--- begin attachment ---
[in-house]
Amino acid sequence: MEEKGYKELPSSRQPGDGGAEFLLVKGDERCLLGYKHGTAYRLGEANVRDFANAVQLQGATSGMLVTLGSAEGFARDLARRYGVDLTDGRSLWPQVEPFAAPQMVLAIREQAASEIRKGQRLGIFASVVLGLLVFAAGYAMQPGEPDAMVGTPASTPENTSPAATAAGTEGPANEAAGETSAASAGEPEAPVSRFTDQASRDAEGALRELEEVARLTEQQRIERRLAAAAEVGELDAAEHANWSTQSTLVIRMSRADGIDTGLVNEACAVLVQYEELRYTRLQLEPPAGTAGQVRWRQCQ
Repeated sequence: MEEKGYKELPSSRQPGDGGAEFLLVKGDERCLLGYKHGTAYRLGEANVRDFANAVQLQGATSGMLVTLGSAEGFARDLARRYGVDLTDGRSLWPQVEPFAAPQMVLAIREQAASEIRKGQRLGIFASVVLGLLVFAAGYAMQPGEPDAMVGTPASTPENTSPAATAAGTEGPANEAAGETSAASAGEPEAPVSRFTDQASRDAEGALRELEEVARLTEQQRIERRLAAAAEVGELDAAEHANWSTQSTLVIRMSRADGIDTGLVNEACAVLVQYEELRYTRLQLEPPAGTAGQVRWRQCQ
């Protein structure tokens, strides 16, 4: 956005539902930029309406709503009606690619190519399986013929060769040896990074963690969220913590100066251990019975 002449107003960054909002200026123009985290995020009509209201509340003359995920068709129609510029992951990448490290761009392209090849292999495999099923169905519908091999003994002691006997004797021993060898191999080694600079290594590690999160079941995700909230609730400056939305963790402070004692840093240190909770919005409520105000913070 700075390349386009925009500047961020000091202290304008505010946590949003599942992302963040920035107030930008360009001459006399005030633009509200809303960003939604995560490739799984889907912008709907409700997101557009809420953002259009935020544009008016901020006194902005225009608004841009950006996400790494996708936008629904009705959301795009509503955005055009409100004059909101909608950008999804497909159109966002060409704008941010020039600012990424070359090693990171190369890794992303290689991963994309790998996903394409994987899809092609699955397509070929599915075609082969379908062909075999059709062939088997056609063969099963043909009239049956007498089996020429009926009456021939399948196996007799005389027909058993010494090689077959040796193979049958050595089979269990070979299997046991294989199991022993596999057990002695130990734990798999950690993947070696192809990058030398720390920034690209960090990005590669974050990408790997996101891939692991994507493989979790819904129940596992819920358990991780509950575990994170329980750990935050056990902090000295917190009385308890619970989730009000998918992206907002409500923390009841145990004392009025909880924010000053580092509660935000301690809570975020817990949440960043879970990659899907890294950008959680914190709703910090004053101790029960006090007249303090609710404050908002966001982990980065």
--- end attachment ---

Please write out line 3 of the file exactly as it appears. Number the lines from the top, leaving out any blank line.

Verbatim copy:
Repeated sequence: MEEKGYKELPSSRQPGDGGAEFLLVKGDERCLLGYKHGTAYRLGEANVRDFANAVQLQGATSGMLVTLGSAEGFARDLARRYGVDLTDGRSLWPQVEPFAAPQMVLAIREQAASEIRKGQRLGIFASVVLGLLVFAAGYAMQPGEPDAMVGTPASTPENTSPAATAAGTEGPANEAAGETSAASAGEPEAPVSRFTDQASRDAEGALRELEEVARLTEQQRIERRLAAAAEVGELDAAEHANWSTQSTLVIRMSRADGIDTGLVNEACAVLVQYEELRYTRLQLEPPAGTAGQVRWRQCQ